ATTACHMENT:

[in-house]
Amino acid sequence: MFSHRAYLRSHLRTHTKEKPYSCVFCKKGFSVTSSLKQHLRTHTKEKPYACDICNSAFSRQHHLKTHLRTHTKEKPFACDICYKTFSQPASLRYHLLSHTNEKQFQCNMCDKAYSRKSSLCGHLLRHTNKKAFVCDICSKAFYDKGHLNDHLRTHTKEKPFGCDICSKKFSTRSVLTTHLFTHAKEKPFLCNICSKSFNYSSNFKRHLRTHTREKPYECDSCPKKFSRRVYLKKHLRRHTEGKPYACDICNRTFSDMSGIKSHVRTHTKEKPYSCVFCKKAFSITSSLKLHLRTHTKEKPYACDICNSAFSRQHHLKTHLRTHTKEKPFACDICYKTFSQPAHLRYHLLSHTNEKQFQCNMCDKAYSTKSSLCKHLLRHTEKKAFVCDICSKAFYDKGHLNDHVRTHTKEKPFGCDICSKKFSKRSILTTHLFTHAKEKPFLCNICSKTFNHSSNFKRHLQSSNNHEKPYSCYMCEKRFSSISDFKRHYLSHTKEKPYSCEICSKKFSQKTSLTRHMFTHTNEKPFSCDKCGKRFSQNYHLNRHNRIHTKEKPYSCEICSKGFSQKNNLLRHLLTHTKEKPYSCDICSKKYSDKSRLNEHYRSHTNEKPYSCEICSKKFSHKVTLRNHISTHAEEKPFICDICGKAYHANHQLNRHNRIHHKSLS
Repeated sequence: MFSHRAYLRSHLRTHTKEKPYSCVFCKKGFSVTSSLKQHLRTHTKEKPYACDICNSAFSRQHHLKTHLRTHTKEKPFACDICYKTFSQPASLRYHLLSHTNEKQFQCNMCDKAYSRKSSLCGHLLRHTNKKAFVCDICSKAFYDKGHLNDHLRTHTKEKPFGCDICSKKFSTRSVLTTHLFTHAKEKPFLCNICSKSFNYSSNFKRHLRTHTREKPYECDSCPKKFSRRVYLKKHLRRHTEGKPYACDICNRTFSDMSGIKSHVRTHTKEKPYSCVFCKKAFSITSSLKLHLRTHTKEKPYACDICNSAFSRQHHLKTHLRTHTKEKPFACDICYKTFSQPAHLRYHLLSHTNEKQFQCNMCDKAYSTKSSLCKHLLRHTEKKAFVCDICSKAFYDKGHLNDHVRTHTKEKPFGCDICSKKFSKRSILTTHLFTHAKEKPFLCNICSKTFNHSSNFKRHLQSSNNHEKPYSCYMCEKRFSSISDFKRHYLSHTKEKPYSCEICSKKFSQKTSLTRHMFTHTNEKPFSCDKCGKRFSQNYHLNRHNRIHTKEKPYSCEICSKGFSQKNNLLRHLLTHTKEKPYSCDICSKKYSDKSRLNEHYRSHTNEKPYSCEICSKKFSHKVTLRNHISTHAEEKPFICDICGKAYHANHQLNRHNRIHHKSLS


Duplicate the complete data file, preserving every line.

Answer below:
[in-house]
Amino acid sequence: MFSHRAYLRSHLRTHTKEKPYSCVFCKKGFSVTSSLKQHLRTHTKEKPYACDICNSAFSRQHHLKTHLRTHTKEKPFACDICYKTFSQPASLRYHLLSHTNEKQFQCNMCDKAYSRKSSLCGHLLRHTNKKAFVCDICSKAFYDKGHLNDHLRTHTKEKPFGCDICSKKFSTRSVLTTHLFTHAKEKPFLCNICSKSFNYSSNFKRHLRTHTREKPYECDSCPKKFSRRVYLKKHLRRHTEGKPYACDICNRTFSDMSGIKSHVRTHTKEKPYSCVFCKKAFSITSSLKLHLRTHTKEKPYACDICNSAFSRQHHLKTHLRTHTKEKPFACDICYKTFSQPAHLRYHLLSHTNEKQFQCNMCDKAYSTKSSLCKHLLRHTEKKAFVCDICSKAFYDKGHLNDHVRTHTKEKPFGCDICSKKFSKRSILTTHLFTHAKEKPFLCNICSKTFNHSSNFKRHLQSSNNHEKPYSCYMCEKRFSSISDFKRHYLSHTKEKPYSCEICSKKFSQKTSLTRHMFTHTNEKPFSCDKCGKRFSQNYHLNRHNRIHTKEKPYSCEICSKGFSQKNNLLRHLLTHTKEKPYSCDICSKKYSDKSRLNEHYRSHTNEKPYSCEICSKKFSHKVTLRNHISTHAEEKPFICDICGKAYHANHQLNRHNRIHHKSLS
Repeated sequence: MFSHRAYLRSHLRTHTKEKPYSCVFCKKGFSVTSSLKQHLRTHTKEKPYACDICNSAFSRQHHLKTHLRTHTKEKPFACDICYKTFSQPASLRYHLLSHTNEKQFQCNMCDKAYSRKSSLCGHLLRHTNKKAFVCDICSKAFYDKGHLNDHLRTHTKEKPFGCDICSKKFSTRSVLTTHLFTHAKEKPFLCNICSKSFNYSSNFKRHLRTHTREKPYECDSCPKKFSRRVYLKKHLRRHTEGKPYACDICNRTFSDMSGIKSHVRTHTKEKPYSCVFCKKAFSITSSLKLHLRTHTKEKPYACDICNSAFSRQHHLKTHLRTHTKEKPFACDICYKTFSQPAHLRYHLLSHTNEKQFQCNMCDKAYSTKSSLCKHLLRHTEKKAFVCDICSKAFYDKGHLNDHVRTHTKEKPFGCDICSKKFSKRSILTTHLFTHAKEKPFLCNICSKTFNHSSNFKRHLQSSNNHEKPYSCYMCEKRFSSISDFKRHYLSHTKEKPYSCEICSKKFSQKTSLTRHMFTHTNEKPFSCDKCGKRFSQNYHLNRHNRIHTKEKPYSCEICSKGFSQKNNLLRHLLTHTKEKPYSCDICSKKYSDKSRLNEHYRSHTNEKPYSCEICSKKFSHKVTLRNHISTHAEEKPFICDICGKAYHANHQLNRHNRIHHKSLS